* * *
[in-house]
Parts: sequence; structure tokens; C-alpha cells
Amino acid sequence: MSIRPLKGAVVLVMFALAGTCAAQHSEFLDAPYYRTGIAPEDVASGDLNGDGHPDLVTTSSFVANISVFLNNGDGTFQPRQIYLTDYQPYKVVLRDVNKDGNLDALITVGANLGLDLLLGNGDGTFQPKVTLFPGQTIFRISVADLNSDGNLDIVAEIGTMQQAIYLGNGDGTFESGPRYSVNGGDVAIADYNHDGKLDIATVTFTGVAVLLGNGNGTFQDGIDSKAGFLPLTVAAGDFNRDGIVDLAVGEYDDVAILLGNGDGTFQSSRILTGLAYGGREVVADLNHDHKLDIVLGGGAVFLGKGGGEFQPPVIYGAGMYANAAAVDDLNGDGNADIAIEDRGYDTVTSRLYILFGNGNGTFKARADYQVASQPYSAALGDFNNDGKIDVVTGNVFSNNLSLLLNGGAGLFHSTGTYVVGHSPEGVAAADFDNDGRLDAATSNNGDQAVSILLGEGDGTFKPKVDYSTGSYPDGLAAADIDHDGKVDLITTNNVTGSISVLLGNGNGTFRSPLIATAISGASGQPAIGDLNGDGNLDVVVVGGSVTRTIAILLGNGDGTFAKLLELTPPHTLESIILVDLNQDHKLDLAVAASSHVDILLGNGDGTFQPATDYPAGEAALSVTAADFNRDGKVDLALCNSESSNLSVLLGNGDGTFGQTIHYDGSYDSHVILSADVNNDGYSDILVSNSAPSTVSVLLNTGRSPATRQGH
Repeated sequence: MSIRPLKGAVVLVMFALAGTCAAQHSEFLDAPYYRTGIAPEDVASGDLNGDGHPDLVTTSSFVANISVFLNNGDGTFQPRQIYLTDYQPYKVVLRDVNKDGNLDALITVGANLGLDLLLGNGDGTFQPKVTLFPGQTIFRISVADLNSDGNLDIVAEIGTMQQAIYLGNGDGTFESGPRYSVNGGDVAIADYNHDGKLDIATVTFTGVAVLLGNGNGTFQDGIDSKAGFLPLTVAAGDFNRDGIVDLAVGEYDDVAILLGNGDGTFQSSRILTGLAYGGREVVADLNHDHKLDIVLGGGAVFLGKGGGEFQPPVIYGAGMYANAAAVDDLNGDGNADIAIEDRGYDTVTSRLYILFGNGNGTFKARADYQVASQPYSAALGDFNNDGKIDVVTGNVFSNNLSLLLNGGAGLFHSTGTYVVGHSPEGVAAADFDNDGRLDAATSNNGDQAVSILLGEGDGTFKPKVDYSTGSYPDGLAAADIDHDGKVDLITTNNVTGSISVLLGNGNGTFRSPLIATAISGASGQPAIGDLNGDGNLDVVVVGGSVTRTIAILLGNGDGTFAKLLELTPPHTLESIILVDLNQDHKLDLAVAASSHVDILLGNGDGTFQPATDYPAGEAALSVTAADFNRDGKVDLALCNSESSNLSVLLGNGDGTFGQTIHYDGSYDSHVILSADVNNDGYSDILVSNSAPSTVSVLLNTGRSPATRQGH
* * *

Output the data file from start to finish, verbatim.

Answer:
[in-house]
Parts: sequence; structure tokens; C-alpha cells
Amino acid sequence: MSIRPLKGAVVLVMFALAGTCAAQHSEFLDAPYYRTGIAPEDVASGDLNGDGHPDLVTTSSFVANISVFLNNGDGTFQPRQIYLTDYQPYKVVLRDVNKDGNLDALITVGANLGLDLLLGNGDGTFQPKVTLFPGQTIFRISVADLNSDGNLDIVAEIGTMQQAIYLGNGDGTFESGPRYSVNGGDVAIADYNHDGKLDIATVTFTGVAVLLGNGNGTFQDGIDSKAGFLPLTVAAGDFNRDGIVDLAVGEYDDVAILLGNGDGTFQSSRILTGLAYGGREVVADLNHDHKLDIVLGGGAVFLGKGGGEFQPPVIYGAGMYANAAAVDDLNGDGNADIAIEDRGYDTVTSRLYILFGNGNGTFKARADYQVASQPYSAALGDFNNDGKIDVVTGNVFSNNLSLLLNGGAGLFHSTGTYVVGHSPEGVAAADFDNDGRLDAATSNNGDQAVSILLGEGDGTFKPKVDYSTGSYPDGLAAADIDHDGKVDLITTNNVTGSISVLLGNGNGTFRSPLIATAISGASGQPAIGDLNGDGNLDVVVVGGSVTRTIAILLGNGDGTFAKLLELTPPHTLESIILVDLNQDHKLDLAVAASSHVDILLGNGDGTFQPATDYPAGEAALSVTAADFNRDGKVDLALCNSESSNLSVLLGNGDGTFGQTIHYDGSYDSHVILSADVNNDGYSDILVSNSAPSTVSVLLNTGRSPATRQGH
Repeated sequence: MSIRPLKGAVVLVMFALAGTCAAQHSEFLDAPYYRTGIAPEDVASGDLNGDGHPDLVTTSSFVANISVFLNNGDGTFQPRQIYLTDYQPYKVVLRDVNKDGNLDALITVGANLGLDLLLGNGDGTFQPKVTLFPGQTIFRISVADLNSDGNLDIVAEIGTMQQAIYLGNGDGTFESGPRYSVNGGDVAIADYNHDGKLDIATVTFTGVAVLLGNGNGTFQDGIDSKAGFLPLTVAAGDFNRDGIVDLAVGEYDDVAILLGNGDGTFQSSRILTGLAYGGREVVADLNHDHKLDIVLGGGAVFLGKGGGEFQPPVIYGAGMYANAAAVDDLNGDGNADIAIEDRGYDTVTSRLYILFGNGNGTFKARADYQVASQPYSAALGDFNNDGKIDVVTGNVFSNNLSLLLNGGAGLFHSTGTYVVGHSPEGVAAADFDNDGRLDAATSNNGDQAVSILLGEGDGTFKPKVDYSTGSYPDGLAAADIDHDGKVDLITTNNVTGSISVLLGNGNGTFRSPLIATAISGASGQPAIGDLNGDGNLDVVVVGGSVTRTIAILLGNGDGTFAKLLELTPPHTLESIILVDLNQDHKLDLAVAASSHVDILLGNGDGTFQPATDYPAGEAALSVTAADFNRDGKVDLALCNSESSNLSVLLGNGDGTFGQTIHYDGSYDSHVILSADVNNDGYSDILVSNSAPSTVSVLLNTGRSPATRQGH